I've mentioned in the past the need to change jobs to increase my portion of our family earnings.
Gradually for the last six weeks I've been networking and learning how to find a job (haven't done it in years). The world has changed.
In my small rural community a long commute from the nearest big city, executive level jobs are fairly scarce. Classified ads for executives are often come-ons for insurance agencies or MLMs trying to recruite sales people (aka producers). Managerial positions are far too often posted by small retailers or restaurants looking for a night manager at a fast food restaurant.
My first inclination was too search for the invisible jobs - the 80% that are not directly advertised. In my past experience, the quickest approach was to track down connected executive recruiters. I was saddly disabused of this fact when, after lenghty internet searches I couldn't find more than half-a-dozen executive recruiters in NC and VA. Most of the ones I talked with were domiciled in the region but recruited nationally.
Plan B - networking
If you can't find a recruiter - you need to be your own recruiter. To that effect I began social networking, asking friends, neighbors and acquantences for executive level contacts at local and regional companies. This process has slowly opened up a new world or contacts and relationships. It has been most successfuly with a small regional bank. Last week I had lunch with several of the senior VPs, today I had lunch with the President. Through a friend I've obtained an invitation to meet with the Chairman. They've grown quickly so I'm hoping they'll need more leadership strength to integrate their operations. Each meeting puts a piece of the puzzle in place - answering key questions such as: do they need help, could I help them, what are their core values, would I want to join their team, and would this be a challenge?
Eventually, I'll know enough to propose a means for participation in their organization or met enough people for them to be curious.
To a degree I feel they are a bit intimidated by my large corporate experience. I've worked with some of the biggest financial firms in the world. In the end, these companies are more similar than different, but it can create a feeling of distance.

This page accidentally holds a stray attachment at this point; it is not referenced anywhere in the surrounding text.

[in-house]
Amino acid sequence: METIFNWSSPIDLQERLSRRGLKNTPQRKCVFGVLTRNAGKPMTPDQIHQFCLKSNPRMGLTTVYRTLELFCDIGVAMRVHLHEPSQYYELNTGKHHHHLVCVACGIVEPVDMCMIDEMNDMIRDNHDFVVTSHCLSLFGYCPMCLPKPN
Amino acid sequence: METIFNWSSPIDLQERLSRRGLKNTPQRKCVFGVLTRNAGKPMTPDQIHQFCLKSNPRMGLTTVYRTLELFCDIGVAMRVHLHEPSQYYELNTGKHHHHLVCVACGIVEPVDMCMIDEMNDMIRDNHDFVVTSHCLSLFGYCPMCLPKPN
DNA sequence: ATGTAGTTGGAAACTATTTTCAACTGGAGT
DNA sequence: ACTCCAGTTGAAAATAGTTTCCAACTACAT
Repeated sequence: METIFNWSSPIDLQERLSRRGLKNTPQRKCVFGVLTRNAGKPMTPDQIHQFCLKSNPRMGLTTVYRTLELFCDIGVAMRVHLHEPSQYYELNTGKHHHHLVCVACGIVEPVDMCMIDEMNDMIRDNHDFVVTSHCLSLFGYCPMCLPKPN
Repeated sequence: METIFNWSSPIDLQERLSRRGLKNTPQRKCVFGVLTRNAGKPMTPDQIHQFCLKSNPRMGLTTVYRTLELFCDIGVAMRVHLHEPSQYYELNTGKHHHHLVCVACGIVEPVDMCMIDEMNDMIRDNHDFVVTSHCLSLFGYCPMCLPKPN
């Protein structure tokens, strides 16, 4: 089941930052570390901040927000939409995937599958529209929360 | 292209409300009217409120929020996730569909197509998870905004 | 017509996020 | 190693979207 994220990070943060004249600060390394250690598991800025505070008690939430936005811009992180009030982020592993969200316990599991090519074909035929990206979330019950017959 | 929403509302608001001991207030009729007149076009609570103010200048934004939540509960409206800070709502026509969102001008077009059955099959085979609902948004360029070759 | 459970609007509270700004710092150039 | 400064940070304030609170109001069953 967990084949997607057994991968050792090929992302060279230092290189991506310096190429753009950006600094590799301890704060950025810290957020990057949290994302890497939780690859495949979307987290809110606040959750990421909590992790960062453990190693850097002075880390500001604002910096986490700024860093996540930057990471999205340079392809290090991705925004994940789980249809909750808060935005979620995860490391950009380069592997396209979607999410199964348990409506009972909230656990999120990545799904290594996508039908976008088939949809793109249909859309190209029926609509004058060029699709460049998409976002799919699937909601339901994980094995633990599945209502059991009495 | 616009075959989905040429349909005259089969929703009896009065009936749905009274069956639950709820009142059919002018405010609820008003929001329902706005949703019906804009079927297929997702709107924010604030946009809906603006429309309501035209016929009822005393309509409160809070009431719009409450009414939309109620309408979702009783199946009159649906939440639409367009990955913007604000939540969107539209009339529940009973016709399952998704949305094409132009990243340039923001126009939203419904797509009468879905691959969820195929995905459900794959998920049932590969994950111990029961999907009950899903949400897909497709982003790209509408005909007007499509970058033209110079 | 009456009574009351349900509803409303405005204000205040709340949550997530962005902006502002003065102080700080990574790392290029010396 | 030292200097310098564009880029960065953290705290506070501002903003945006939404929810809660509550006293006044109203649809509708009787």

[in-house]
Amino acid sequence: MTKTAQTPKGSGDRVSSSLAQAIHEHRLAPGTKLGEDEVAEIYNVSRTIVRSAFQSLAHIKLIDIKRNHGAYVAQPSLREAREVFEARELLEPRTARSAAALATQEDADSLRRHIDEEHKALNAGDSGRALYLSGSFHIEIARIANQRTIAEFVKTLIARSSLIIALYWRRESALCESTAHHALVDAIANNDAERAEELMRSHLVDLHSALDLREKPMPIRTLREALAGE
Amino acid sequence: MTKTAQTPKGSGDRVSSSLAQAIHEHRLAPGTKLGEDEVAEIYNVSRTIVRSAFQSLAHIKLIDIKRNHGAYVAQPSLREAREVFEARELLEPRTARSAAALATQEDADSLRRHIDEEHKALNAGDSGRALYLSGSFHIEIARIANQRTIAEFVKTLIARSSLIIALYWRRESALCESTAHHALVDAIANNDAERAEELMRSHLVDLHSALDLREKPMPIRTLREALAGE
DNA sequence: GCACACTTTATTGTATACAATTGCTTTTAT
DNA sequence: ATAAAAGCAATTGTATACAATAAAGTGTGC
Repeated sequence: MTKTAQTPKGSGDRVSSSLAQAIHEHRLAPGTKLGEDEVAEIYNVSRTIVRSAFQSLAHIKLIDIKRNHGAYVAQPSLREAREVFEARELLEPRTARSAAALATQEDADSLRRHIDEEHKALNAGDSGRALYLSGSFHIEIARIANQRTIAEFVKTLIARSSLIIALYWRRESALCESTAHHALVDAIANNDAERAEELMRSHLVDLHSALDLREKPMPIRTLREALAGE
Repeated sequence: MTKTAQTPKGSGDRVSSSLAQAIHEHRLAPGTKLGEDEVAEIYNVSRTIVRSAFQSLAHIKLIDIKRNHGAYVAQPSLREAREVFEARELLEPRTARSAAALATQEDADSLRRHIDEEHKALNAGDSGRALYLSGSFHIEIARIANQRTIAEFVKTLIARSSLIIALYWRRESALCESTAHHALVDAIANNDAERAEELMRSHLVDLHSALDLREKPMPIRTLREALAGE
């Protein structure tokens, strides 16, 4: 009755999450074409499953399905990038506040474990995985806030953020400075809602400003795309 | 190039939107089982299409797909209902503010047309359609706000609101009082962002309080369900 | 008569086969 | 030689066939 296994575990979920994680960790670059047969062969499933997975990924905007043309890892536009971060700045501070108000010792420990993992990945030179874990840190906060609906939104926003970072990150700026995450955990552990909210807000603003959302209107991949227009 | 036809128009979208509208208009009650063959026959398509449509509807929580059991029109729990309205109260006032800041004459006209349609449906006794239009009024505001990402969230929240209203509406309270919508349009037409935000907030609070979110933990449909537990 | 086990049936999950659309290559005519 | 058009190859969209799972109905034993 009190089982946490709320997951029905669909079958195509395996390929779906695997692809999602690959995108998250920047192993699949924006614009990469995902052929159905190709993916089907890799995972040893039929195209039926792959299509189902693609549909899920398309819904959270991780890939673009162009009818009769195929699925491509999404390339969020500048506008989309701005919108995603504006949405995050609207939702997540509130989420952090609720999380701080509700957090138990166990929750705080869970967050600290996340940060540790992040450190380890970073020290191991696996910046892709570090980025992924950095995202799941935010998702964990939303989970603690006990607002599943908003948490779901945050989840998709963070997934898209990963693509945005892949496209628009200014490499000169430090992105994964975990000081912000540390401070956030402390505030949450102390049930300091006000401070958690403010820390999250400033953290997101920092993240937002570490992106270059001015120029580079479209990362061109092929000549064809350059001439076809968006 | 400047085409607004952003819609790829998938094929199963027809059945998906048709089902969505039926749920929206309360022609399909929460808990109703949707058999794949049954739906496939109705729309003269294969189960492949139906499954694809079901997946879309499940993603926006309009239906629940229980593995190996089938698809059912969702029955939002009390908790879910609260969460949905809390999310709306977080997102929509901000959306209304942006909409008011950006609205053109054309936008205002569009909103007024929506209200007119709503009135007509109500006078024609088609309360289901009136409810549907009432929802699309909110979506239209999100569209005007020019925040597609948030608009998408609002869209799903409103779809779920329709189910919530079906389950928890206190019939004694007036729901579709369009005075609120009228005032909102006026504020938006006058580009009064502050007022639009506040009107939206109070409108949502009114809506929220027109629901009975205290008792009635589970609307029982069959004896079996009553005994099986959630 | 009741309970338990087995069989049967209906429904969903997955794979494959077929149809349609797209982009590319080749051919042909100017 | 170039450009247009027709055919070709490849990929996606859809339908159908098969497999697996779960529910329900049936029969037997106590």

This afternoon and tomorrow I'll schedule a follow-up meeting to strategize with one of the regional leaders and the chairman. This is the most extensive networking I've performed within a single organization that I wasn't selling a major deal (then again a job is a major deal). I'm very pleased they are willing to meet with me, though I wonder if it's out of curiousity (my experience set and skills are rare in this rural community), out of obligation to my referers (it's not too hard to find board members in a small community) or out of need. Either way, I'll know in three weeks.
One interesting thing is that you can find what all the major executives earn by reading their annual report. They will also identify options and equity grants. Quit interesting. You don't want to ask for more than what the President earns unless it's a very unique situation - more likely your acting as an outside advisor.
Right now I see a potential opportunity, but I'm unsure what their alternatives and status quo really are right now. That will be very important to understand before proposing anything aggressive to them.
If nothing happens with this organization, at least I'll have a very strong understanding of their leadership's goals, key issues and opportunities for business performance in our regional market.
have a wonderful day,